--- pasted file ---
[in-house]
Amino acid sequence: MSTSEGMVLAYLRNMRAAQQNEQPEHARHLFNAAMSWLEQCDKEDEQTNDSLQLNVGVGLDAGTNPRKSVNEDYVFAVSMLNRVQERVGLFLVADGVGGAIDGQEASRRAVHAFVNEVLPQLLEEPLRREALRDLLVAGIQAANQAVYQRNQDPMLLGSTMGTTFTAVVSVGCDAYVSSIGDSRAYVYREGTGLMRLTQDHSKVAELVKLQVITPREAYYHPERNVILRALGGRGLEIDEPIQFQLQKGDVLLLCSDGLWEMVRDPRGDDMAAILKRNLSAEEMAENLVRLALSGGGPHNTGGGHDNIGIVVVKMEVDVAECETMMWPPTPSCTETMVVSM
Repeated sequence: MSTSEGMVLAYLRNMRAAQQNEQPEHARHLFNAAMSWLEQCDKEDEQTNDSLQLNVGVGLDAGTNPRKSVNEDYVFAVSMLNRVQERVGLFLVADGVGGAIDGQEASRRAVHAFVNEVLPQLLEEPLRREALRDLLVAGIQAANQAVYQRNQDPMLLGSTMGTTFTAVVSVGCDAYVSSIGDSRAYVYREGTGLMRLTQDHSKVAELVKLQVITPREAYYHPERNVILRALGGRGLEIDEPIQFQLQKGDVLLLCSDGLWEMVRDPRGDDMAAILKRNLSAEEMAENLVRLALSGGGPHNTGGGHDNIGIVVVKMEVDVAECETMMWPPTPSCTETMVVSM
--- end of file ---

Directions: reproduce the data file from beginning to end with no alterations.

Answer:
[in-house]
Amino acid sequence: MSTSEGMVLAYLRNMRAAQQNEQPEHARHLFNAAMSWLEQCDKEDEQTNDSLQLNVGVGLDAGTNPRKSVNEDYVFAVSMLNRVQERVGLFLVADGVGGAIDGQEASRRAVHAFVNEVLPQLLEEPLRREALRDLLVAGIQAANQAVYQRNQDPMLLGSTMGTTFTAVVSVGCDAYVSSIGDSRAYVYREGTGLMRLTQDHSKVAELVKLQVITPREAYYHPERNVILRALGGRGLEIDEPIQFQLQKGDVLLLCSDGLWEMVRDPRGDDMAAILKRNLSAEEMAENLVRLALSGGGPHNTGGGHDNIGIVVVKMEVDVAECETMMWPPTPSCTETMVVSM
Repeated sequence: MSTSEGMVLAYLRNMRAAQQNEQPEHARHLFNAAMSWLEQCDKEDEQTNDSLQLNVGVGLDAGTNPRKSVNEDYVFAVSMLNRVQERVGLFLVADGVGGAIDGQEASRRAVHAFVNEVLPQLLEEPLRREALRDLLVAGIQAANQAVYQRNQDPMLLGSTMGTTFTAVVSVGCDAYVSSIGDSRAYVYREGTGLMRLTQDHSKVAELVKLQVITPREAYYHPERNVILRALGGRGLEIDEPIQFQLQKGDVLLLCSDGLWEMVRDPRGDDMAAILKRNLSAEEMAENLVRLALSGGGPHNTGGGHDNIGIVVVKMEVDVAECETMMWPPTPSCTETMVVSM